Tinnitus and Fuzzy Night Vision?

Discussion in 'Support' started by Superfly, Jan 30, 2014.

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    1. Superfly
      Frantic

      Superfly Member

      Tinnitus Since:
      2010
      Hello, I have suffered Tinnitus for 2 - 3 years and have tried everything and had a random thought this morning about my Tinnitus and wondered how many other people out there who suffer Tinnitus have fuzzy vision in the dark?

      What is that?
      In a darkened room, particularly first thing in the morning or in complete darkness, you see random speckled dots making up your field of vision, not associated with any loss of vision or vision problems.

      You see it occurred to me, that people who see these patterns in their vision are seeing "white noise", exactly the same thing you are hearing as tinnitus. Could it be that what we consider as "ototoxic" chemicals or drugs are actually brain-toxic and something in the brain chemistry like serotonin or whatever is causing you to see and hear white noise.

      If there are any research students out there looking for a topic, what about a scientific survey of Tinnitus sufferers and see how many can see vision fog in darkness.

      Just edited to add, to those of you who don't see any of these visual effects, they actually continue through the day, but the effect is greatly increased in darkness just as is Tinnitus by silence at the same times of day.
       
      • Hug Hug x 1
    2. James7

      James7 Member

      Tinnitus Since:
      2009
      I got tinnitus as part of Visual Snow Syndrome, a disease characterized by the symptom cluster of visual snow, tinnitus, palinopsia (increased afterimages), halos around lights, increased blue field entoptic phenomenon, and more.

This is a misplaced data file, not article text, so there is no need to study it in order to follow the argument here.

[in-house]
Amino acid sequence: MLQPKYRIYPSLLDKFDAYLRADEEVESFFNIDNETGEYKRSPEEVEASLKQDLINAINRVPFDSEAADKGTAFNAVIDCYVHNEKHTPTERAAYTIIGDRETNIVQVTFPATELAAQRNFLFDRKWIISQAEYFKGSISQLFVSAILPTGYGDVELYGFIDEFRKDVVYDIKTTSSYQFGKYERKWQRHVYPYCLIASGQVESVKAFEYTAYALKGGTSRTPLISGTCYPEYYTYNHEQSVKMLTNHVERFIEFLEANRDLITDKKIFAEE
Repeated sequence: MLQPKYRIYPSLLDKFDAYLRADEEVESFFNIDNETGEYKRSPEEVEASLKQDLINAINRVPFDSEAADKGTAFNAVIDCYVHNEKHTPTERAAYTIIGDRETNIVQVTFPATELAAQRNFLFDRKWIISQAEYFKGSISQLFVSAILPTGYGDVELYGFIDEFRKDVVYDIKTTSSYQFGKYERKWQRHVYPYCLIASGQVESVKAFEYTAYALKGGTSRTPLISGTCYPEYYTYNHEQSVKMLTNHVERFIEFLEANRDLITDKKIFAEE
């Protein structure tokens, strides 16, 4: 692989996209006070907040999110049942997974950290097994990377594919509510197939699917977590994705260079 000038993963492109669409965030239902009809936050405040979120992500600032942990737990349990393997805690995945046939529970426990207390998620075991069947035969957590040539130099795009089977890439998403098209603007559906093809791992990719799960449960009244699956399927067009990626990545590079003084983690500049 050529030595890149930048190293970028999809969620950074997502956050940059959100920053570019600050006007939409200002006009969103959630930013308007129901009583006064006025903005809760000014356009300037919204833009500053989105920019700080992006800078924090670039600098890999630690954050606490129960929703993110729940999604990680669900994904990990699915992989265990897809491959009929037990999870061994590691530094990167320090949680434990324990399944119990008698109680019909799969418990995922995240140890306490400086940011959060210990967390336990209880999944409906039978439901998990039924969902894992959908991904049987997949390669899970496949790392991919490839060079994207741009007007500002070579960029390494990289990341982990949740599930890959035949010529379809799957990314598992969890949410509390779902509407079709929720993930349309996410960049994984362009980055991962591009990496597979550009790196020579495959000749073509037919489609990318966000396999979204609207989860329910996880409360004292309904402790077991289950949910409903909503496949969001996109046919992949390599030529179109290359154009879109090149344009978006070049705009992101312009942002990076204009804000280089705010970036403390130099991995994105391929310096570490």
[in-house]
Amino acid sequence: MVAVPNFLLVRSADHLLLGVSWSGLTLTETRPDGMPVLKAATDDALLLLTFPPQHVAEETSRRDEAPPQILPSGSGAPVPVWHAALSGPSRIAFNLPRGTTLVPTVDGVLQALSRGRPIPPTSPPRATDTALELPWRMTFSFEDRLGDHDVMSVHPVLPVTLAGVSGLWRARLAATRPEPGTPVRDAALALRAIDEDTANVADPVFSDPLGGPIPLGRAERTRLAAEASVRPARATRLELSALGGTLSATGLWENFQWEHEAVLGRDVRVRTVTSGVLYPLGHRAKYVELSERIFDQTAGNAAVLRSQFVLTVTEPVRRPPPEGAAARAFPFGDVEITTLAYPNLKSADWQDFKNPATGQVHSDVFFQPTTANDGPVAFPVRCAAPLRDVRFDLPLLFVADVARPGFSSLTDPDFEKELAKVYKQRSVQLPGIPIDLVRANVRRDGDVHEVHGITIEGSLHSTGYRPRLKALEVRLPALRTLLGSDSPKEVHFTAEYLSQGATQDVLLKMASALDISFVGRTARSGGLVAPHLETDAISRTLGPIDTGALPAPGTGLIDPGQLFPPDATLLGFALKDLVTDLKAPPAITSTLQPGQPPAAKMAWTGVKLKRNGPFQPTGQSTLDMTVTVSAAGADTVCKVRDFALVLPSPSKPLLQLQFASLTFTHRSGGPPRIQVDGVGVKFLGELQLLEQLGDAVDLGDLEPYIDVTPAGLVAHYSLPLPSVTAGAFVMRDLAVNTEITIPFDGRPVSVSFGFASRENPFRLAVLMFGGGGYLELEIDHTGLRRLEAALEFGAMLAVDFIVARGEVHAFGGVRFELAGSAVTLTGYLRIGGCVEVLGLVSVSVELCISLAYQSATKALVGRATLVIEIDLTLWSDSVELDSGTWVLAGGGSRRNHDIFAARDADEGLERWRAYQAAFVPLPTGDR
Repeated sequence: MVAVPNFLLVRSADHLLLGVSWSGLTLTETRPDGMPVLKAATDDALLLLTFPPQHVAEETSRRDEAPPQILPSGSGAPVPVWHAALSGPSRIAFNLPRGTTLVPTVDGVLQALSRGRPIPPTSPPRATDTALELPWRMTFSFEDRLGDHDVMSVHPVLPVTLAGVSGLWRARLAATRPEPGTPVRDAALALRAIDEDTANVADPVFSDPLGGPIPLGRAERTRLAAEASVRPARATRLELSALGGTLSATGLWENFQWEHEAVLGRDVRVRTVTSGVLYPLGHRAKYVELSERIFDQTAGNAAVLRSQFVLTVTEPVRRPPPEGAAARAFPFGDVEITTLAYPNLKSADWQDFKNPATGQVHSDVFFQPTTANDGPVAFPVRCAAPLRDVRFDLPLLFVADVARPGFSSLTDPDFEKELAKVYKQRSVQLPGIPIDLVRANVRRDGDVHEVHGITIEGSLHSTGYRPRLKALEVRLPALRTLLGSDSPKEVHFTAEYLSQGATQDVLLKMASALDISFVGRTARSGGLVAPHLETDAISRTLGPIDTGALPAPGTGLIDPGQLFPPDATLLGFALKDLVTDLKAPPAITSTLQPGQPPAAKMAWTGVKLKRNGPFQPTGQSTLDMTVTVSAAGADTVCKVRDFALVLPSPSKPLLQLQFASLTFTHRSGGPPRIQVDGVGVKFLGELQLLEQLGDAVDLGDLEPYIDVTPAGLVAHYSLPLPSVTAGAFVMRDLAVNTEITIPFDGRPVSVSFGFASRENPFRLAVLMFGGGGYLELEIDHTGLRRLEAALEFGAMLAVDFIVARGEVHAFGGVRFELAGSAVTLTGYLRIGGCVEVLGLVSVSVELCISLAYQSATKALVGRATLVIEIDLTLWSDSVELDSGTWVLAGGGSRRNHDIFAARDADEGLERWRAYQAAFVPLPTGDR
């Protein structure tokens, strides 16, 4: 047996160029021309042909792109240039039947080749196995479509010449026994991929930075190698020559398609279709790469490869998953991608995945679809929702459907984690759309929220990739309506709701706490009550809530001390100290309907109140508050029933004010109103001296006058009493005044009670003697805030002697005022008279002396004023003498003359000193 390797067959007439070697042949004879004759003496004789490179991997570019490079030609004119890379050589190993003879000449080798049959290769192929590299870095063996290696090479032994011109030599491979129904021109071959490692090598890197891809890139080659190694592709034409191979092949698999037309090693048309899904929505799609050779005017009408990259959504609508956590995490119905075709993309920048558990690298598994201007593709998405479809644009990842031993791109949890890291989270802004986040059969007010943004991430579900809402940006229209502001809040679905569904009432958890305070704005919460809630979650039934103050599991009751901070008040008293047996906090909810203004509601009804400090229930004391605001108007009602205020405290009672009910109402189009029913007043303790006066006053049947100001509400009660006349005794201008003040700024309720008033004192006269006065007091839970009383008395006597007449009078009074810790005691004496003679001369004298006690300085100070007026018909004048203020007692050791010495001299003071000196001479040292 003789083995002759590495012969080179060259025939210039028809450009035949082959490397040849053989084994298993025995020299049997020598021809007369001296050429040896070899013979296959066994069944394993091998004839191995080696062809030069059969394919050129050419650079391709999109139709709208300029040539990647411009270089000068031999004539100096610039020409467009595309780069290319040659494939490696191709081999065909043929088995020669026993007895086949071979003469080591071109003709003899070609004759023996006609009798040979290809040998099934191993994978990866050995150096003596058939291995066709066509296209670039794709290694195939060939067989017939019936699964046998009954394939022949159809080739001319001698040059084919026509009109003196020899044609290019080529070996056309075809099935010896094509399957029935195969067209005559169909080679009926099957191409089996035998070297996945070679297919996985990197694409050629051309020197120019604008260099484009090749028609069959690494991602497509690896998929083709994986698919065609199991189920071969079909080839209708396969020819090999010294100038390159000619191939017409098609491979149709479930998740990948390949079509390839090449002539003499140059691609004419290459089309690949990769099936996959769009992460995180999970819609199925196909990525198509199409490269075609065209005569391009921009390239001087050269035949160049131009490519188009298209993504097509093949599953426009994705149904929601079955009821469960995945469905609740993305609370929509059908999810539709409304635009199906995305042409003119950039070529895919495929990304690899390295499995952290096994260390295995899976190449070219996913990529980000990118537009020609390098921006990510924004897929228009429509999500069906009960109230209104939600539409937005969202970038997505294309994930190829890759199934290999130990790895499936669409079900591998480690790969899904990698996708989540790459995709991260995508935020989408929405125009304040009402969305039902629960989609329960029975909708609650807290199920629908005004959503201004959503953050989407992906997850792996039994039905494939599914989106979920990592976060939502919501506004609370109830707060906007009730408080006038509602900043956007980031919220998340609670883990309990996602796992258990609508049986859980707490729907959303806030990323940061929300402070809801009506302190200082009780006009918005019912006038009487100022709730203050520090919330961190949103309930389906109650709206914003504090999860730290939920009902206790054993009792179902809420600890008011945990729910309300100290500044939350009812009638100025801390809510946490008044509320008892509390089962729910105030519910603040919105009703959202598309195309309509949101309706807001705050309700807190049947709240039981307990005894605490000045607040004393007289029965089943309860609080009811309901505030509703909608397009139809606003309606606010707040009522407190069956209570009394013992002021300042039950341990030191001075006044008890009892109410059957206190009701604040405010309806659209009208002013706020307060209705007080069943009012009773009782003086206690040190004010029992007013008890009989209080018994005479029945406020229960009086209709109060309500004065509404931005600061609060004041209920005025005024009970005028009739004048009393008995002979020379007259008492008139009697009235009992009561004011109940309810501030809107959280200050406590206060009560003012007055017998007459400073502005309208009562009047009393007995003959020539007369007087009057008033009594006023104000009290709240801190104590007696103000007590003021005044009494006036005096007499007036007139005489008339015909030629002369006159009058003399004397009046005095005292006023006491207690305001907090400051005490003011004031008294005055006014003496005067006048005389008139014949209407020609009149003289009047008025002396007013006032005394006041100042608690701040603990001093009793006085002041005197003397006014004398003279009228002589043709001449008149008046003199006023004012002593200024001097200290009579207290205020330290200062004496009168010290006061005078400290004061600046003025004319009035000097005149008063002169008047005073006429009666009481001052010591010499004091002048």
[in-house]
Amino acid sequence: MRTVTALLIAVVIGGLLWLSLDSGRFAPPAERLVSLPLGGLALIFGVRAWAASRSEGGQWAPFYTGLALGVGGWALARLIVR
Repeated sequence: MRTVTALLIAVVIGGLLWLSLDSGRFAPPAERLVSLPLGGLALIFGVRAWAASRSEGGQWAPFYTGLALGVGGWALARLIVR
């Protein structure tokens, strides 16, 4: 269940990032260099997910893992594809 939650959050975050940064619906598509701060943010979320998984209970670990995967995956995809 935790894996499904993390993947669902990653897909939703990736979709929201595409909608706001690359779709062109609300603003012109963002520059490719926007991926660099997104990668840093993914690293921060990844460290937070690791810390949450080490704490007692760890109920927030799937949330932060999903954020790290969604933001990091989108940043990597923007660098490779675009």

Here's a video simulation showing how I see (and hear)
      Snowy Vision (Visual Snow)
      The simulation part starts at around 42 seconds in.

      I see visual snow in all light conditions, even broad daylight. Your snow sounds milder, but I'm just letting you know it's almost a certainty that whatever causes your snow in the dark is the same thing causing your tinnitus.
       
    3. Superfly
      Frantic

      Superfly Member

      Tinnitus Since:
      2010
      OMG. It has a name? And it is connected when for me it was just a random thought that they could be as a remote possibility?


      Until recently when I noticed it getting worse I thought everyone had visual snow to some extent.
       
    4. James7

      James7 Member

      Tinnitus Since:
      2009
      Yes it has a name, and it's been on the news too.


      Pretty much everyone who has visual snow bad enough to be bothersome also has tinnitus. Tinnitus was actually my first symptom, it started out so faint I could only hear it in complete silence and wondered if I was imagining it. Then the snow came, and both the visual snow and tinnitus got worse together over the following years. I also have palinopsia, floaters, giant halos around lights, and increased BFEP.
       
    5. Superfly
      Frantic

      Superfly Member

      Tinnitus Since:
      2010
      I have had visual snow most of my life but I wouldn't describe it as chronic as I said in the original post, it's worse at night and in the evenings. The tinnitus started 2 or 3 years ago and I think is quite severe. Separate to this I have various things which are related to auto-immune problems including psoriasis of the skin and nails, allergies with nasal and eye irritation, asthmatic reaction to colds, and I suffer fatigue which had me labelled at one point as having ME although I never liked this diagnosis.
       
    6. James7

      James7 Member

      Tinnitus Since:
      2009
      One of the theories about visual snow syndrome is that it's an autoimmune disease. This would explain the rarity (as the vast majority of auto-immune diseases are rare) as well as the fact that a lot of people with visual snow syndrome have known autoimmune issues, and having one autoimmune disease increases the likelyhood you'll get another. But as I say this is just one of the theories at the moment and nothing is known for sure. Dr. Schanken's findings from the UCSF research should be released sometime in the next few months after they've been peer reviewed.